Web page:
There is a tradition of dark pop sensibility, but the majority of pop music strikes a much lighter tone. Is relief more needed and thus more successful than its darker equivalent? Can you only have so much success with a certain sentiment, or do certain times require a certain type of pop?

Some people like “Penny Lane” but others prefer the darker b-side “Strawberry Fields” nevertheless they are both classics. You have to have light and dark or you can’t tell them apart. There’s a lot of black humour in Siouxsie’s material which people sometimes miss. At other times her writing is concerned with facing your fears and bringing the dark out into the light which is a life affirming attitude and not negative at all. Art is the construction of a way of looking at or hearing something, and should include all subject matter. There are enough songs about pathetic lovers. The vocabulary of song-writing should be as wide as possible and take in all aspects of thought.

Do you look for a certain sentiment or sound in pop music that you can find in their work?

I like most kinds of music with most kinds of sentiment and mood but I am more attracted to music that makes you question what you’re hearing than I am to music which is only intended as a backdrop to a style event.

There are still a lot of acts who seem to echo the music and especially the visual image of the bands and Siouxsie in particular. Why is their style still so appealing and persistent? Are they to blame for everything the goth style still sends out, or did their responsiblity end with projects like The Creatures?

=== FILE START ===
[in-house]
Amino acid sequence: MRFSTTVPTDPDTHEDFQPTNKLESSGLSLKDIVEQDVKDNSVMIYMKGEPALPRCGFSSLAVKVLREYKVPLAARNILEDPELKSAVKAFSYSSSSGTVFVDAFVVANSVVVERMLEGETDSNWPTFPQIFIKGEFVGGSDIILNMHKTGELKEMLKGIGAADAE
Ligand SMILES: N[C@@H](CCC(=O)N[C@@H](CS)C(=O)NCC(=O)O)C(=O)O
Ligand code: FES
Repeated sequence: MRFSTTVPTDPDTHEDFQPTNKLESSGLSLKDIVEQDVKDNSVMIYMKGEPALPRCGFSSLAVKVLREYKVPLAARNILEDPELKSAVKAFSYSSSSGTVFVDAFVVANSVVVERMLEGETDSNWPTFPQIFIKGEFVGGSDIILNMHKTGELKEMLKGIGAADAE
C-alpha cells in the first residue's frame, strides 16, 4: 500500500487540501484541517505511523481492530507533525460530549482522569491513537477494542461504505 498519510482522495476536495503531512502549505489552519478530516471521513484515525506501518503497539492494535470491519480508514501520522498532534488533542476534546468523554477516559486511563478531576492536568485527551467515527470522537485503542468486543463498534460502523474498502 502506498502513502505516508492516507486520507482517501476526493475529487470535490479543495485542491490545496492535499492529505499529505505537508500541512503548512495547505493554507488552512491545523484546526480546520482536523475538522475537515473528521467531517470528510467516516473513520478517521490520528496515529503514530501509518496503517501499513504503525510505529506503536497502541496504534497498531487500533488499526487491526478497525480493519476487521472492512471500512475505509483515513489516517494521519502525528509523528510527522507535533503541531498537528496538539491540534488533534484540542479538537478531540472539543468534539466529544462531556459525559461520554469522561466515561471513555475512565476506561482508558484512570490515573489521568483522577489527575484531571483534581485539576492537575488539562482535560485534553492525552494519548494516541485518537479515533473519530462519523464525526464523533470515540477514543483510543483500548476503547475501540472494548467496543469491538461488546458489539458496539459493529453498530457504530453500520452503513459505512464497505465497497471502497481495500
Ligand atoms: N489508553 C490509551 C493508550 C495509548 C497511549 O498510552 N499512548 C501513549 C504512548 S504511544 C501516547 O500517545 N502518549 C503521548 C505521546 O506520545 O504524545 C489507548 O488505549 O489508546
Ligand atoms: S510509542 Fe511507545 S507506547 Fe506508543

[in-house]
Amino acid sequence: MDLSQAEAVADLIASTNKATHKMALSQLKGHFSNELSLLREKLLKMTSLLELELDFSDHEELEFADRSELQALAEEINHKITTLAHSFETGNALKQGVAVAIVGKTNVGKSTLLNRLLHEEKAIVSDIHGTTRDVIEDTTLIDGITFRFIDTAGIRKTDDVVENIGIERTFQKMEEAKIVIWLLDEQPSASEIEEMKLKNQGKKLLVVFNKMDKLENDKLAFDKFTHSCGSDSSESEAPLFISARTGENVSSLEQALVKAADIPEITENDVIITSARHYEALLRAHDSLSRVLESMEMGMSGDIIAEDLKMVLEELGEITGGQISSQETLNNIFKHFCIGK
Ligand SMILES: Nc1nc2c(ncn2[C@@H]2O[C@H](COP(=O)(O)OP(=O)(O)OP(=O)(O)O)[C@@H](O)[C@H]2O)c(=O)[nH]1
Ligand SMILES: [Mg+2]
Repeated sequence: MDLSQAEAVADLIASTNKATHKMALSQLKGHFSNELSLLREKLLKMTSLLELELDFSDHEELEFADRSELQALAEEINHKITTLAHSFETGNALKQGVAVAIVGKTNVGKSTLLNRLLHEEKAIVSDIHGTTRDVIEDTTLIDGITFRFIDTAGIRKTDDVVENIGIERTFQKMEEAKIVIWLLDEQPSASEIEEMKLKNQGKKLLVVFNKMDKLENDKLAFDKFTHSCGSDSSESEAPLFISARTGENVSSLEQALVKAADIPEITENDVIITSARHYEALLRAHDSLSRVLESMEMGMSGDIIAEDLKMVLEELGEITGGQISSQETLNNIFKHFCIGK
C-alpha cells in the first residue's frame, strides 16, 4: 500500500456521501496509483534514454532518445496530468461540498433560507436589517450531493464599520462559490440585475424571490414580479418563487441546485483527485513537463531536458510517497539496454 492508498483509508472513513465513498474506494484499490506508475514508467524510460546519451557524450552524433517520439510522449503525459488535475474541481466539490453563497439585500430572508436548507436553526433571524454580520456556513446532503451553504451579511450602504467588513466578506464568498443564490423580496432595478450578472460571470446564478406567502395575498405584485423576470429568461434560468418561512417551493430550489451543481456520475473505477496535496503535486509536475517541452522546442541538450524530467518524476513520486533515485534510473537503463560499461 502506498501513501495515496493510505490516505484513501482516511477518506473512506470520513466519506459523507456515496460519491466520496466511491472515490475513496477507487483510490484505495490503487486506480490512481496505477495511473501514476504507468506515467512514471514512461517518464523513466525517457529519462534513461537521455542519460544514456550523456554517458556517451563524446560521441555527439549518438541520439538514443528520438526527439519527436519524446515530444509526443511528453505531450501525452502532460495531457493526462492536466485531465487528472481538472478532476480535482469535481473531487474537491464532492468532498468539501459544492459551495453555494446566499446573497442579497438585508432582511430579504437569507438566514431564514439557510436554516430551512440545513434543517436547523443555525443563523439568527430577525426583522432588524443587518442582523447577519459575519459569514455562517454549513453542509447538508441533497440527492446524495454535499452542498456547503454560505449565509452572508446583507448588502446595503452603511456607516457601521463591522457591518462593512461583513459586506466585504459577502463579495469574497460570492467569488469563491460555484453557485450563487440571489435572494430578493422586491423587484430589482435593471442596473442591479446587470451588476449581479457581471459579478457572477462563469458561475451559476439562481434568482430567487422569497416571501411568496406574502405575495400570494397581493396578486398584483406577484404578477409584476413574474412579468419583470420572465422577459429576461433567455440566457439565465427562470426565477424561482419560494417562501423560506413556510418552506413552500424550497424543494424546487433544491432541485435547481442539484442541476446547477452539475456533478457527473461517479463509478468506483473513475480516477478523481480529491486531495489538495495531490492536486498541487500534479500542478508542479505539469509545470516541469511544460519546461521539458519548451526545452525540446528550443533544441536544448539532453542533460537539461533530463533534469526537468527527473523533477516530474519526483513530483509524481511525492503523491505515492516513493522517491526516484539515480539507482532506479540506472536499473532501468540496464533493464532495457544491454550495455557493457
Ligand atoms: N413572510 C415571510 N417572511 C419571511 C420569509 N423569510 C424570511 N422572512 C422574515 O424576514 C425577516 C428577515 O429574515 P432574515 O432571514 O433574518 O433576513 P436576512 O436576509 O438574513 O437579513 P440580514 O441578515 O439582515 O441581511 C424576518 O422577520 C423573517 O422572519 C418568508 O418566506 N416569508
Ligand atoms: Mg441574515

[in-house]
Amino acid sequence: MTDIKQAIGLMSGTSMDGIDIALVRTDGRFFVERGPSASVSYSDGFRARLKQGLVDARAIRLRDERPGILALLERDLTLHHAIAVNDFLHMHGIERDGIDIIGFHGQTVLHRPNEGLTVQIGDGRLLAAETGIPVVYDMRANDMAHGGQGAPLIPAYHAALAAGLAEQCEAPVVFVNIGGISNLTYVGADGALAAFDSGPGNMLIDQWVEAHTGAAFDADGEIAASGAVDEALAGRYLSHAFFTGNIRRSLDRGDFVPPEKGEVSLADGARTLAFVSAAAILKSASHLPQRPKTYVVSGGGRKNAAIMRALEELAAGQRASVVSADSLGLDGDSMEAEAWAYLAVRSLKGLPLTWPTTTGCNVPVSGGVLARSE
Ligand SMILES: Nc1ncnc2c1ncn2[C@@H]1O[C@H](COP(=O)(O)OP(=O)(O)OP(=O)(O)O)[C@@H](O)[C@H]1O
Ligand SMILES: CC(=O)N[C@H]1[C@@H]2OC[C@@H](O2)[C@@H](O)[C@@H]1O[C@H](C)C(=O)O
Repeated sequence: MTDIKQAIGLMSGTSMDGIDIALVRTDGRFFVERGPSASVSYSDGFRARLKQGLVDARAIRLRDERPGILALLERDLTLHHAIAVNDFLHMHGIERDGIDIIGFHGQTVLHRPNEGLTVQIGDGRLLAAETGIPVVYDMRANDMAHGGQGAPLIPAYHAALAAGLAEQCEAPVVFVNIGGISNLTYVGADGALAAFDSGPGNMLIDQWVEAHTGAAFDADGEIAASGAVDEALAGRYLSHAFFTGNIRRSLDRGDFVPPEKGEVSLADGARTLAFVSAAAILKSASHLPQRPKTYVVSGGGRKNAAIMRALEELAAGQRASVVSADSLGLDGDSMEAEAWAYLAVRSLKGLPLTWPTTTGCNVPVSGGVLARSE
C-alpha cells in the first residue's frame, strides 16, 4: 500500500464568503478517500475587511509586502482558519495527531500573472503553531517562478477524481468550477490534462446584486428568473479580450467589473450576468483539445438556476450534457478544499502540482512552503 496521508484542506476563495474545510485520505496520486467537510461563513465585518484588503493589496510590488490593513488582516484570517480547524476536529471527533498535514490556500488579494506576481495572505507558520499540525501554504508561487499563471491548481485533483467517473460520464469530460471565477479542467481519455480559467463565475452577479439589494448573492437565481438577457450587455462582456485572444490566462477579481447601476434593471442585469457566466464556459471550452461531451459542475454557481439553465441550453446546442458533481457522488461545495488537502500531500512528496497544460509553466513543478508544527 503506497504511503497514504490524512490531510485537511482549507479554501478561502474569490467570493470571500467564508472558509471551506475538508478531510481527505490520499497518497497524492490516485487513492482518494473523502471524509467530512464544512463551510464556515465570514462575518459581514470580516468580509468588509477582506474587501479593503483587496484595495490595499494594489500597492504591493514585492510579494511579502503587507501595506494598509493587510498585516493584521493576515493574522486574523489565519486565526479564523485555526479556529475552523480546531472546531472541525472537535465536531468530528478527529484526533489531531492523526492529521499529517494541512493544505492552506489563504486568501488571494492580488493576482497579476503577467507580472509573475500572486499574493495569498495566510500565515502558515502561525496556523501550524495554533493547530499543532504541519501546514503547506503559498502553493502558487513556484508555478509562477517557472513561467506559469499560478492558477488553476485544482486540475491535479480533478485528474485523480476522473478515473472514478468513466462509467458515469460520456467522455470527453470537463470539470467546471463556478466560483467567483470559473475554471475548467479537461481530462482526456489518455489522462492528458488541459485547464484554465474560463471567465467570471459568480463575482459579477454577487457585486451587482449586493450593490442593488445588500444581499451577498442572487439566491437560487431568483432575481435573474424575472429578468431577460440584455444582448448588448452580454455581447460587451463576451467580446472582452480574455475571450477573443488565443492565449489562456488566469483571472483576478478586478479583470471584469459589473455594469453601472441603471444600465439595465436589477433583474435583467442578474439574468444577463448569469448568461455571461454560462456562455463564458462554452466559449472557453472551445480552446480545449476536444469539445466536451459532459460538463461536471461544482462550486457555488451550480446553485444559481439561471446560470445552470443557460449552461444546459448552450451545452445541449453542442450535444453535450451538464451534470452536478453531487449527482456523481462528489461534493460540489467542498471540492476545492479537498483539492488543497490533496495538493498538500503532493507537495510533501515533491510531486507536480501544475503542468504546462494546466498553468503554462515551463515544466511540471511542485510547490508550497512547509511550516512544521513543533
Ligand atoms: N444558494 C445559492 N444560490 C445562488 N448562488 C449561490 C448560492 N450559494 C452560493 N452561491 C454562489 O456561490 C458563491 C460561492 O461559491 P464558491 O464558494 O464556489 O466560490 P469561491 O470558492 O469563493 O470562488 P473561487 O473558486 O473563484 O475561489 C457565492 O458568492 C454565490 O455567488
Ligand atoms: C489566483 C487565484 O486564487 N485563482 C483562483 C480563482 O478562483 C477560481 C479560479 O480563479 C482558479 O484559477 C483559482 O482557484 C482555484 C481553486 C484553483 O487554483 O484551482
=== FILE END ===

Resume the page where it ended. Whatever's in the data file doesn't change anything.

I think we should blame the legions of copyists rather than the source. The Banshees did inadvertantly invent goth but I associated them more with psychological horror than vampires and the cliched aspects of the horror genre. Many looked or listened only superficially and behold, goth was born. Their true heirs are bands like Portishead and Radiohead who have been influenced more sensitively and imbued the Banshees’ take on film noir with their own distinctive hallmarks.

As their career goes back for such a long time, what did they leave behind in the history books? How original and influential were they?

I think the Banshees are one of music history’s great bands and produced a lovely bonus prize in the form of the Creatures. To my way of thinking Siouxsie is, in an angular, self-taught, do-it-yourself way, a seminal figure in music like Billie Holiday or Aretha Franklin in terms of her influence on aspiring singers and performers. The Banshees had a twenty year career, their live shows gave masses of people pleasure and they left a large body of recorded work for others to discover in the future. So despite their reputation for humourlessness and doom-mongering, this is a very positive thing to have done for the world. The Banshees and to some extent The Creatures had a lot of chart success with unusual sounding records. So they broadened public tastes and created a space for others to follow.

I regard Siouxsie as the Anti-Madonna or the Anti-Princess-Diana of music. Reluctant royalty. The opposite of a blond, smiling, approachable, establishment figure. Someone fierce, unpredictable and creative who has never been assimilated by the music industry.

Did they leave something behind in your own work as a musician as well? Does Zerocrop owe something to them?

„Boomerang“ encourages me in the view that a pop song can be about any subject, and that you can make music anywhere, anytime and use any means to do it.

Sounds like me 07/10